Gardening can be a great learning experience for children, even the very young. It gives them an opportunity to watch life unfold and develop
It also takes a minimum investment of time and money.
Gardening can be a distasteful experience, however, if children are treated as unpaid hired hands. Saturday morning weeding isn't fun or creative, but simply hot, boring work.
With a little planning and encouragement and a different approach, you can plant the seeds of a good gardener in your children.
The secret is to start slowly and be creative or competitive about gardening. Let each child have a separate small garden or particular section of a big garden. Give them a choice of what to grow. Avoid difficult or challenging crops, since they will frustrate the kids.
Encourage the youngsters to grow things they like eating so they appreciate the end products. Or suggest planting a vegetable they might like to eat but have never tried. This has the added advantage of broadening their diets. They'll be more likely to eat what they grow themselves.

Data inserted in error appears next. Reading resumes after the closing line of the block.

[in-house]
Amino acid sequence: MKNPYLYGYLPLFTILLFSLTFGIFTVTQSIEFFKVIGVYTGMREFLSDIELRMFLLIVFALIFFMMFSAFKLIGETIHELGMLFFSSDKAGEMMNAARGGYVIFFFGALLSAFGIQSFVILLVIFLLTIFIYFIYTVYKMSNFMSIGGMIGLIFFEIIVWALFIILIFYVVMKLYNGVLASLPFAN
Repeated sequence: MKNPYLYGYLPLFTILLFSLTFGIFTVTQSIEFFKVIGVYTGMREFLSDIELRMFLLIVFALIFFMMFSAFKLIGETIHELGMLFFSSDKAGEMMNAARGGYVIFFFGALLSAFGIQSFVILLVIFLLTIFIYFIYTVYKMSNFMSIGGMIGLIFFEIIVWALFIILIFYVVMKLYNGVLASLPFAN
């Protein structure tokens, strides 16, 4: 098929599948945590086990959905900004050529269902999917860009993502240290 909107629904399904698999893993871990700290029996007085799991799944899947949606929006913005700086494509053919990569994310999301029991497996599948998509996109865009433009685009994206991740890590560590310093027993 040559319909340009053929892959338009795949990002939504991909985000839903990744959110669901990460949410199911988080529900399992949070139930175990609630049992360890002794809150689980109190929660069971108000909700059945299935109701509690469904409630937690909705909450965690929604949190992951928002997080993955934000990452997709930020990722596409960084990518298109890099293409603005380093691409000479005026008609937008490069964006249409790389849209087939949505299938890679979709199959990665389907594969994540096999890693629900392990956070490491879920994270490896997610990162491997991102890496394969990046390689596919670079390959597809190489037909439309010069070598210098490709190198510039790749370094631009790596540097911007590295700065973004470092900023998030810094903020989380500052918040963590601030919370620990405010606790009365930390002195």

If more than one child is gardening, a keen spirit of competition might spark as each child tries to make his or her plot neater and more productive than the other does. Weeding, too, then becomes a contest instead of a chore.
Be creative in your approach. Instead of just growing beans, grow a pole bean tepee. Place a center pivot pole upright and attach several strings from the pole down to the ground forming a tepee. As the plants wind up and around the strings or support poles, they will form a little cone. Your children may want to play in there and pick the beans from the inside.
The LSU AgCenter and the LSU College of Agriculture